It is never just the one page that I want to bookmark. I want to bookmark a collection of pages, a work space. To save the work space and come back to it later when needed.
The Sitterwerk library in St.Gallen follows a serendipity principle. Every book has an RFID chip, so you can place books everywhere on the shelves - the electronic catalogue will update the location of the book accordingly. The visitors are encouraged to build their own collection, placing books that they used for their research together, thus enabling the next reader to find something relevant by chance, something they didn’t know they were looking for.
The Sitterwerk also has a Werkbank (literally work bench). There you can save the state of your research digitally. The bench reads RFID tags in the books and place the book covers on the digital representation of the table. A camera and a note taking function allow the user to add specific pages and notes to the collection.
The resulting collection can then be printed and taken home or added back to the library.
Towards immutable tab collections
What we need is a similar approach towards open pages in a browser. An ability to save the state of research, share it with others, and come back to it later.
Tab collections are solid states of externalized cognition. They need to have the ability to be saved, archived, backed up and restored. They need to be immutable, not dependent on locally saved and easily lost data. They need to be easily shared with others.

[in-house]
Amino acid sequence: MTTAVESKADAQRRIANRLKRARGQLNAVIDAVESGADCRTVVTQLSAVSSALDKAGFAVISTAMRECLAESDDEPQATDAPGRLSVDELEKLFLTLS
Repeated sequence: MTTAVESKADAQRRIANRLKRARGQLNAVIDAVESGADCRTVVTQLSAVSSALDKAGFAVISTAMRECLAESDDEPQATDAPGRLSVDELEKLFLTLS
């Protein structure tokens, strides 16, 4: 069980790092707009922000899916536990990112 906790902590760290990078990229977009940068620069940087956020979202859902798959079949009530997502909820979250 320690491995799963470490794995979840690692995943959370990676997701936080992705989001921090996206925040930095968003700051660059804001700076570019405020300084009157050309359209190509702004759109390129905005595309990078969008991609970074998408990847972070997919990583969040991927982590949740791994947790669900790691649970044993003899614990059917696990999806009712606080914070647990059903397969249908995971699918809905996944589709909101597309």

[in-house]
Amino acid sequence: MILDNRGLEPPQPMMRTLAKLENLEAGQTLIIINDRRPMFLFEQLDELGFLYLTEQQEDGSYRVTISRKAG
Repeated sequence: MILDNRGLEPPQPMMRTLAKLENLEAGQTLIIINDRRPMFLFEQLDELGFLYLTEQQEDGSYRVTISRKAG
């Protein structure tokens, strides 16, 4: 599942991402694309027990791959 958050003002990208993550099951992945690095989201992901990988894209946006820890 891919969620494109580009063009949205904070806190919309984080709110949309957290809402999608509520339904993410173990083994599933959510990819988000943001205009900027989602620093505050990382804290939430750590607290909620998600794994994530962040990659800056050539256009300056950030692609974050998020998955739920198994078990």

Let’s give every tab collection had its own address!
It may have to be long, in a form similar to
Going to such a page could present a list of the tabs in the collection, and with just a click a new window with all the tabs would load.
Any change in order and composition of tabs could be saved to a new address.
This would allow the user to treat tabs collections as web pages are treated now. Making it possible to:
- share the digital workspace/current research
- bookmark tab collections
- never lose a cognitive space to add-on failure
- switch easily between collections
- keep UI simple by using existing interfaces
Keeping UI simple
The current tab grouping add-ons try to create their own, additional, UI to manage grouping. It makes the user experience unnecessary complicated. What we would need for a tab collection service is mostly built into Firefox already.
The address bar is used to put in the URL of the tab collection. A new browser window is then opened with the same interface that is used to restore browser sessions, displaying the pages that would be opened.
The whole window with tabs is being treated as a tab collection, so that sorting of tabs can be done in the familiar manner.
The only additional design elements would be a way to bookmark the whole window - at this point creating the URL.
It will be nice
It is time we stop treating websites as something solitary and alien to us. Web pages that we visit and leave open are artifacts of externalized cognition; keys to thinking and remembering.
The browser of today is a transitory space that brings us into a mental state, not just to a specific website destination. And we should design our browsers for this task.